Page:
Wednesday, August 17, 2011

Bottoms Up

The number of heat records set this summer have shattered many that have stood for decades. It’s estimated that over 200M people were affected this year. All the while, the mighty Scott Firefighter Combat Challenge has bravely soldiered on. On a positive note, we’ve had one transport- an individual who admitted self medicating with Creatine.

I hear a lot of comments from spectators that it must be brutal wearing all that gear. And it is- if you had to wear it for periods longer than a few minutes. Fortunately, the time on the course does not add appreciably to the thermal load. The body has an amazing thermoregulatory system. Within a few minutes of maximum muscular contractions, core temperature can climb 1°C. We all know about the heat-injury-illness paradigm. Core temperatures of 104°F are consistent with heat stroke- except when it isn’t. Like in well conditioned athletes who can tolerate running a marathon with this range of core temperature without any consequences.

There is, however, a critical part of the equation: hydration. Your water on board has more to do with maintaining homeostasis than anything else. Even a well-conditioned athlete can’t make it without replacement. Another adaptation is retaining electrolytes. Well fit athletes lose less electrolytes than do unconditioned people.

Sports drinks such as Gatorade provide essential electrolytes as well as fuel. But these are poorly tolerated in the presence of arduous physical activity. I continually remind people that the thirst mechanism is about 20 minutes behind the power curve. In other words, but the time you’re thirsty, it’s too late. Sports drinks should be taken at least an hour before, and not again until the event is well over.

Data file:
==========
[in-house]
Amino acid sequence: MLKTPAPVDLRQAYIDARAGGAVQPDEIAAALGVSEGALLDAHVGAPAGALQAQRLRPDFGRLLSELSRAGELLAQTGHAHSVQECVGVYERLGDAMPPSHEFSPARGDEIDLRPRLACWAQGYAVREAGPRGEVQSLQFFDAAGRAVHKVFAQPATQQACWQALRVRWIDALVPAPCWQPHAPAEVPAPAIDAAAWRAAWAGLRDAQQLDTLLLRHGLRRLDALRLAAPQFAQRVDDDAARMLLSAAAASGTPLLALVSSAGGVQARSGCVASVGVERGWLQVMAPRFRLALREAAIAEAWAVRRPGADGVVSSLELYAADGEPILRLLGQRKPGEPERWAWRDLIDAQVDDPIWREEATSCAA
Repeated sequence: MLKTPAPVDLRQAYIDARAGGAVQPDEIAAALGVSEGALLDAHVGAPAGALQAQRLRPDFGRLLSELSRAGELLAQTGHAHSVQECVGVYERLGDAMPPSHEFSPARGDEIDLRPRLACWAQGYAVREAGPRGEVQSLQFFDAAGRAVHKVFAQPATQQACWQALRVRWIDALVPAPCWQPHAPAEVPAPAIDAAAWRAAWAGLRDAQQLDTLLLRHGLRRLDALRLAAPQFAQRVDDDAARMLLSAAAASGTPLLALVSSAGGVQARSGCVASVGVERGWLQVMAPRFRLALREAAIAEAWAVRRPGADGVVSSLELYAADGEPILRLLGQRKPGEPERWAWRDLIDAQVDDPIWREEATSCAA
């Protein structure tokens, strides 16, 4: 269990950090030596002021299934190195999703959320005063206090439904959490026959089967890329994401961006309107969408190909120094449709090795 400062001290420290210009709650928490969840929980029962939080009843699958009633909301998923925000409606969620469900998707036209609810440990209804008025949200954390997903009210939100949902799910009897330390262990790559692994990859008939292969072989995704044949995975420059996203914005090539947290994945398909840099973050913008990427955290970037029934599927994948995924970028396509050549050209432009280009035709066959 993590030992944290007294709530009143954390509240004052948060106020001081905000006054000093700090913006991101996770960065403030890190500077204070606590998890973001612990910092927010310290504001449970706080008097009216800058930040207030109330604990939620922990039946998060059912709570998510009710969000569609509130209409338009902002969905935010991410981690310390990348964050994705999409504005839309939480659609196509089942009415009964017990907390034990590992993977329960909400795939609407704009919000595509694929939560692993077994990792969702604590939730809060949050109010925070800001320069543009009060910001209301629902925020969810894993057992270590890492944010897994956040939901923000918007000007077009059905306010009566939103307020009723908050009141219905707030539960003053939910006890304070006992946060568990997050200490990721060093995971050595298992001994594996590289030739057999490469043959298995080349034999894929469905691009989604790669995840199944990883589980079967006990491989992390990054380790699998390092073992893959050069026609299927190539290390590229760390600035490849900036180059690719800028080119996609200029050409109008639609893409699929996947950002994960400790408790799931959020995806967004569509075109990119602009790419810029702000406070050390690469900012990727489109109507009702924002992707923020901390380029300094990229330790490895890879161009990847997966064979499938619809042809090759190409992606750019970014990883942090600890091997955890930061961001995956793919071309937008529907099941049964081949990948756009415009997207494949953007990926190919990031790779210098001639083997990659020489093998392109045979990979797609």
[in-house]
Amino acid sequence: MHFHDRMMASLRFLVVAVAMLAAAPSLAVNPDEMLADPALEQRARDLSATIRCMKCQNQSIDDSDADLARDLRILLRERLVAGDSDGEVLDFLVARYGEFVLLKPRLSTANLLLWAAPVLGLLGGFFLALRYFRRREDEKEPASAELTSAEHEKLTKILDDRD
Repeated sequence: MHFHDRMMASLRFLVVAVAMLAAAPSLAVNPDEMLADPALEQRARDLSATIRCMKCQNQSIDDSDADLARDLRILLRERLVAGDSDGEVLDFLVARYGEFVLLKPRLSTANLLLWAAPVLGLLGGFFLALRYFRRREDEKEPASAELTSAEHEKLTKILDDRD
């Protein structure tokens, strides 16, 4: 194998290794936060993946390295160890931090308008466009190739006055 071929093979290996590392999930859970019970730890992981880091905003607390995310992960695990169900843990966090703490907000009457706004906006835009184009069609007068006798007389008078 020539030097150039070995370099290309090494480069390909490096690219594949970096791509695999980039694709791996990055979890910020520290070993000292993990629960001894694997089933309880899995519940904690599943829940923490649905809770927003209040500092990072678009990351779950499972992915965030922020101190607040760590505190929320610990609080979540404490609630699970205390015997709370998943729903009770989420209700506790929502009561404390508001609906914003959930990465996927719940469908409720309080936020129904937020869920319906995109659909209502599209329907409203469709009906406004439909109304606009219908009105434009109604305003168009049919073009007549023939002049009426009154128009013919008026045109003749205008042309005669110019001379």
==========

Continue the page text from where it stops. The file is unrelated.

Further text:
It’s rewarding to watch all the Challenge athletes walking around with their gallons of water. Proper hydration needs planning and you need to start the day before the event. Urine color is the best indices of your status. There is a risk of overdoing it and creating a condition of hyponatremia- where you’re losing electrolytes because you’re overwhelming your kidneys. While a rare phenomena, it can have grave consequences.

Staying out of the sun, ingesting about one pint per hour (to make up for insensitive fluid loss) is the preferred pre-race preparation. Training in the heat is the fastest way to become acclimatized to heat. But, the old adage: “everything in moderation” works every time. Oh yeah; and on the point of beer, it is not a good hydration source. You do not buy beer, you rent it. Alcohol will dehydrate you- before AND after the Challenge.

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